“Today the question of surface and depth has to some extent been replaced by the debate between the virtual nature of the digital screen image and the materiality of film and print” [“Expressing your vision” P32]
In an article in the Guardian from June 2009, Thomas Ruff was moved to state that the image below, an image taken from his hotel room in Kyoto was his best shot.
“I was …looking out of the window, and I saw the scene as a symbol of how mankind changes his environment: the traditional way of living with nature, juxtaposed with modern life. I took the picture through the curtain, as a tourist, without thinking what I would do with it. Only later did I realise it would fit in perfectly with the Jpeg idea, in which a pixellated square is ugly, but if you present it in the right context it can become beautiful”.
But is it photography? A debate that Joerg Colburg, in reviewing Ruff’s work entitled Jpegs, suggests is something of an intellectual cul-de-sac. In this article, Ruff himself described the images in Jpegs as being ‘terribly beautiful.’; large, extensively pixillated images of the aftermath of 9/11 created from low resolution photographs which, despite their poor image quality were of aesthetic merit. Yet for all of their beauty, Colburg retains a nagging doubt that Ruff’s idea is overly dependent upon technique.
And I’m left with the nagging doubt that it is the subject matter which gives the 9/11 images their terrible beauty. I can’t quite put out of my mind that the image is a fortuitous accident borne out of the use of camera equipment that cannot quite record the detail of the moment.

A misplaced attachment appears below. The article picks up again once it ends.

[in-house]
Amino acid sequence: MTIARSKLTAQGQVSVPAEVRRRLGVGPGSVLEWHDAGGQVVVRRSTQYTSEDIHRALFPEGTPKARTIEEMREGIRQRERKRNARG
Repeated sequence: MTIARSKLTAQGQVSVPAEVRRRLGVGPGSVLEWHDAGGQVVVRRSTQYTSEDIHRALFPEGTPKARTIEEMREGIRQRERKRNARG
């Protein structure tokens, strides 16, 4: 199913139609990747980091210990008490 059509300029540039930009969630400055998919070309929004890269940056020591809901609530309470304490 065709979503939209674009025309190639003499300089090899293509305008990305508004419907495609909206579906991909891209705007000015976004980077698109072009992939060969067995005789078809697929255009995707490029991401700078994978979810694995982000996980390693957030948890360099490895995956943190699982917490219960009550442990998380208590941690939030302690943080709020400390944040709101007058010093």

Below is a photograph that I took with my mobile phone a couple of weeks ago whilst in Amsterdam. The quality wasn’t great to start with, and once I’d cropped it to get rid of the extraneous material on the periphery, I was left with the image that I wanted in terms of picture composition. It probably still works as a composition, but I can’t help but think that the beginnings of pixellation detract from, rather than enhance the image, although in order to test the hypothesis fully, I should probably make a large print of this. As David Campanay notes at the end of his article “Thomas Ruff: Aesthetic of the pixel“, “(his) JPEG series doesn’t work very well on the internet or computer screen: the images need to be experienced as printed matter, moving from screen to page or wall”.
Cropping still further renders the image little more than the semblance of a man. Is it interesting? To me not really. Does it illustrate the point that Ruff is making? Well to a degree yes, insofar as the pixellated squares are certainly ugly…
Campany suggests that the pixel has replaced the grain of photographic film, and that the pixellated image does not yet have the authenticity afforded to analogue photography. “Today it is almost a cliché but for a while at least grain became a sign of the virtuous materiality of the image and of the virtuous, embodied photographer”.
I probably need to reflect on this a little more…..
David Campany: “Thomas Ruff: Aesthetic of the Pixel” IANN Magazine No. 2, 2008
Joerg Colberg: “Review: jpegs by Thomas Ruff” Consciencious Website, April 17, 2009